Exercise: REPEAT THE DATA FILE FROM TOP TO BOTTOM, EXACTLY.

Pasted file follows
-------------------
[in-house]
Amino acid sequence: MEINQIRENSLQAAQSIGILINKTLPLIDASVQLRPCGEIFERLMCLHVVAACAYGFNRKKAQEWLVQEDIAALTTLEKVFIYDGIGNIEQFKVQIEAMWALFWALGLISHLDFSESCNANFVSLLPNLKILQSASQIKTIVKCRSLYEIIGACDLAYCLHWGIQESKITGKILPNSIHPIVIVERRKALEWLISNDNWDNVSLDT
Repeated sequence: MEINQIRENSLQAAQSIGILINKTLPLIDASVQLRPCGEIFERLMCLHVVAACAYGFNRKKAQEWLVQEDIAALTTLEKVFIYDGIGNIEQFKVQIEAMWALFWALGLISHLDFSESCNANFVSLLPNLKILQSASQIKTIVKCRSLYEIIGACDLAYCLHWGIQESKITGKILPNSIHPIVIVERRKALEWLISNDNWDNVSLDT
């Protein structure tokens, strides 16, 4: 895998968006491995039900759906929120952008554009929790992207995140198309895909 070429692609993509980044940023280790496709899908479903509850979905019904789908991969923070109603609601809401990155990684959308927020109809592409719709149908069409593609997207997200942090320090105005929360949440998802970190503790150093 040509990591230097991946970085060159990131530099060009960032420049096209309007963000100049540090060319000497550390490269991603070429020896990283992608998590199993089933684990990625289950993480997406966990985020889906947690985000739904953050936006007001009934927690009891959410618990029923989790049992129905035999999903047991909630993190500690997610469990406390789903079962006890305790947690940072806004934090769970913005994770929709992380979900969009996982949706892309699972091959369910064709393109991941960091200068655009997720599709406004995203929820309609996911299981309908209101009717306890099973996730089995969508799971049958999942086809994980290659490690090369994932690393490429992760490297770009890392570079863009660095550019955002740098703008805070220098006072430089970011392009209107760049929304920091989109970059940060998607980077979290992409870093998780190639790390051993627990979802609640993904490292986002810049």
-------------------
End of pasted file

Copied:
[in-house]
Amino acid sequence: MEINQIRENSLQAAQSIGILINKTLPLIDASVQLRPCGEIFERLMCLHVVAACAYGFNRKKAQEWLVQEDIAALTTLEKVFIYDGIGNIEQFKVQIEAMWALFWALGLISHLDFSESCNANFVSLLPNLKILQSASQIKTIVKCRSLYEIIGACDLAYCLHWGIQESKITGKILPNSIHPIVIVERRKALEWLISNDNWDNVSLDT
Repeated sequence: MEINQIRENSLQAAQSIGILINKTLPLIDASVQLRPCGEIFERLMCLHVVAACAYGFNRKKAQEWLVQEDIAALTTLEKVFIYDGIGNIEQFKVQIEAMWALFWALGLISHLDFSESCNANFVSLLPNLKILQSASQIKTIVKCRSLYEIIGACDLAYCLHWGIQESKITGKILPNSIHPIVIVERRKALEWLISNDNWDNVSLDT
């Protein structure tokens, strides 16, 4: 895998968006491995039900759906929120952008554009929790992207995140198309895909 070429692609993509980044940023280790496709899908479903509850979905019904789908991969923070109603609601809401990155990684959308927020109809592409719709149908069409593609997207997200942090320090105005929360949440998802970190503790150093 040509990591230097991946970085060159990131530099060009960032420049096209309007963000100049540090060319000497550390490269991603070429020896990283992608998590199993089933684990990625289950993480997406966990985020889906947690985000739904953050936006007001009934927690009891959410618990029923989790049992129905035999999903047991909630993190500690997610469990406390789903079962006890305790947690940072806004934090769970913005994770929709992380979900969009996982949706892309699972091959369910064709393109991941960091200068655009997720599709406004995203929820309609996911299981309908209101009717306890099973996730089995969508799971049958999942086809994980290659490690090369994932690393490429992760490297770009890392570079863009660095550019955002740098703008805070220098006072430089970011392009209107760049929304920091989109970059940060998607980077979290992409870093998780190639790390051993627990979802609640993904490292986002810049």